VH CLIMATE potential.
Succulent, sprawling shrub, to 0.35 m high (Spooner 2003). Grey sand or sandy loam, calcareous creamy sand. Sand dunes, road verges (Spooner 2003). Garden escape on tips and beaches (Hussey et al. 1997).
Originates from Mediterranean North Africa. Tolerates full sun to partial shade (WC 2005).
Minor displacement of some dominant or indicator species within any one strata/layer (e.g. ground cover, shrubs etc.)
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h
11. Impact on structure?Succulent, sprawling shrub, to 0.35 m high (Spooner 2003). Grey sand or sandy loam, calcareous creamy sand. Sand dunes, road verges (Spooner 2003). Garden escape on tips and beaches (Hussey et al. 1997).
Originates from Mediterranean North Africa. Tolerates full sun to partial shade (WC 2005).
Minor or negligible effect on <20% of the floral strata/layers present; usually only affecting one of the layers.
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m
12. Effect on threatened flora?Impacts on threatened flora are unknown.
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l
Fauna
13. Effect on threatened fauna?Impacts on threatened fauna are unknown.
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14. Effect on non-threatened fauna?Succulent, sprawling shrub, to 0.35 m high (Spooner 2003). Fleshy green stems (WC 2005). Sand dunes, road verges (Spooner 2003). Garden escape on tips and beaches (Hussey et al. 1997).
No fauna affected due to fauna not coexisting within weed area or strata.
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m
15. Benefits fauna?Succulent, sprawling shrub, to 0.35 m high (Spooner 2003). Fleshy green stems (WC 2005). Sand dunes, road verges (Spooner 2003). Garden escape on tips and beaches (Hussey et al. 1997).
Provides some assistance in either food or shelter for desirable species.
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m
16. Injurious to fauna?Succulent, sprawling shrub, to 0.35 m high (Spooner 2003). Fleshy green stems (WC 2005). Sand dunes, road verges (Spooner 2003). Garden escape on tips and beaches (Hussey et al. 1997).
No effect.
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m
Pest Animal
17. Food source to pests?Succulent, sprawling shrub, to 0.35 m high (Spooner 2003). Fleshy green stems (WC 2005). Sand dunes, road verges (Spooner 2003). Garden escape on tips and beaches (Hussey et al. 1997).
Provides minimal food for pest species.
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ml
18. Provides harbour?Succulent, sprawling shrub, to 0.35 m high (Spooner 2003). Fleshy green stems (WC 2005). Sand dunes, road verges (Spooner 2003). Garden escape on tips and beaches (Hussey et al. 1997). Doesn’t provide harbour for serious pests, may provide for minor pests (e.g. blackbirds, environmental insect pests).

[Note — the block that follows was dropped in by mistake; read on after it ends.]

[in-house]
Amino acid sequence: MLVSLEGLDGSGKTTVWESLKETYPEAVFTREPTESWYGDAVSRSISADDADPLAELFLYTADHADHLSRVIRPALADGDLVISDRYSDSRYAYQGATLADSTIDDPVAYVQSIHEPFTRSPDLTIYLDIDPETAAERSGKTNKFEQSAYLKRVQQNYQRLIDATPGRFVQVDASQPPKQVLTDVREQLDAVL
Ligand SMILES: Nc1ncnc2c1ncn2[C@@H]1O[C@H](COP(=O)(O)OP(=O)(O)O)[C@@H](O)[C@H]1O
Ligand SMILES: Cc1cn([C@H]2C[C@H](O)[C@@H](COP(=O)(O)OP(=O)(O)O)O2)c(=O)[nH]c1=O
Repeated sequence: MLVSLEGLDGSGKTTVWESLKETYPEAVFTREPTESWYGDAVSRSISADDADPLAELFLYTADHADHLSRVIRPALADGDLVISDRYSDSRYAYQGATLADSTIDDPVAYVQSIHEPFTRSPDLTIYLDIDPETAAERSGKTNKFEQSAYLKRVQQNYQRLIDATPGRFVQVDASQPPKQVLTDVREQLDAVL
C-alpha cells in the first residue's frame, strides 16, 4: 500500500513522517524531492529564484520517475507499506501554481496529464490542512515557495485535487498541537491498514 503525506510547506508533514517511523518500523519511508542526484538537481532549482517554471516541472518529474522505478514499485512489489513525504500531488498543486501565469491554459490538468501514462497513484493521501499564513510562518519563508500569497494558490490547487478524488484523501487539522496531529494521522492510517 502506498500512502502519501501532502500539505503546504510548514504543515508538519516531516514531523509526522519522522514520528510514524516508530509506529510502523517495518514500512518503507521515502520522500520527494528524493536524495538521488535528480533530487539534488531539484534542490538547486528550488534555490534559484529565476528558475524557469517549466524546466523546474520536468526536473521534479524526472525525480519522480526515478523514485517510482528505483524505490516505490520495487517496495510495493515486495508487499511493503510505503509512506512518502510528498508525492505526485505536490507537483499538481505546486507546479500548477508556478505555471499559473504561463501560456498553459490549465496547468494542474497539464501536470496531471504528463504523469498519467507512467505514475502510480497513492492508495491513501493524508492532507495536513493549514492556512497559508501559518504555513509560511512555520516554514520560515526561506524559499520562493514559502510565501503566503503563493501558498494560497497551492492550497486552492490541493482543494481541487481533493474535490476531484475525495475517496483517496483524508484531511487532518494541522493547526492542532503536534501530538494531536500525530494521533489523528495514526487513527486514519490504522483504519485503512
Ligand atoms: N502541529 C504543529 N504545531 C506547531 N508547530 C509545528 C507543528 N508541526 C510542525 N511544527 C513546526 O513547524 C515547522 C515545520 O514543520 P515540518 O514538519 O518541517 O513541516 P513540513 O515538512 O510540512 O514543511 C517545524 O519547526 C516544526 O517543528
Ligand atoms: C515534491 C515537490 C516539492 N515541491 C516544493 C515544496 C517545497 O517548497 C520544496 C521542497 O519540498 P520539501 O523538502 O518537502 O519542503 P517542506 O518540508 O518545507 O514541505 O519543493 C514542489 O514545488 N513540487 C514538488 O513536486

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m
Agriculture
19. Impact yield?Succulent, sprawling shrub, to 0.35 m high (Spooner 2003). Sand dunes, road verges (Spooner 2003). Garden escape on tips and beaches (Hussey et al. 1997).
Insufficient.
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l
20. Impact quality?Succulent, sprawling shrub, to 0.35 m high (Spooner 2003). Sand dunes, road verges (Spooner 2003). Garden escape on tips and beaches (Hussey et al. 1997).
Little or negligible impact on quality of yield.
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m
21. Affect land value?Succulent, sprawling shrub, to 0.35 m high (Spooner 2003). Sand dunes, road verges (Spooner 2003). Garden escape on tips and beaches (Hussey et al. 1997).
Little or none.
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m
22. Change land use?Succulent, sprawling shrub, to 0.35 m high (Spooner 2003). Sand dunes, road verges (Spooner 2003). Garden escape on tips and beaches (Hussey et al. 1997)
Little or none.
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m
23. Increase harvest costs?Succulent, sprawling shrub, to 0.35 m high (Spooner 2003). Sand dunes, road verges (Spooner 2003). Garden escape on tips and beaches (Hussey et al. 1997).
Little or none.
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24. Disease host/vector?No evidence of disease host.
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Invasive

QUESTION
COMMENTS
RATING
CONFIDENCE
Establishment
1. Germination requirements?Originates from mediterranean North Africa. Tolerates full sun to partial shade (WC 2005).
Requires natural seasonal disturbances for germination.
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m
2. Establishment requirements?Originates from mediterranean North Africa. Tolerates full sun to partial shade (WC 2005).
Requires more specific requirements to establish (e.g. open space, bare ground with access to light and direct rainfall).
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3. How much disturbance is required?Grey sand, or sandy loam, calcareous creamy sand. Sand dunes, road verges (Spooner 2003). Garden escape on tips and beaches (Hussey et al. 1997).
Establishes in highly disturbed natural ecosystems (e.g. roadsides, wildlife corridors or areas which have greater impact by humans such as tourist areas or campsites).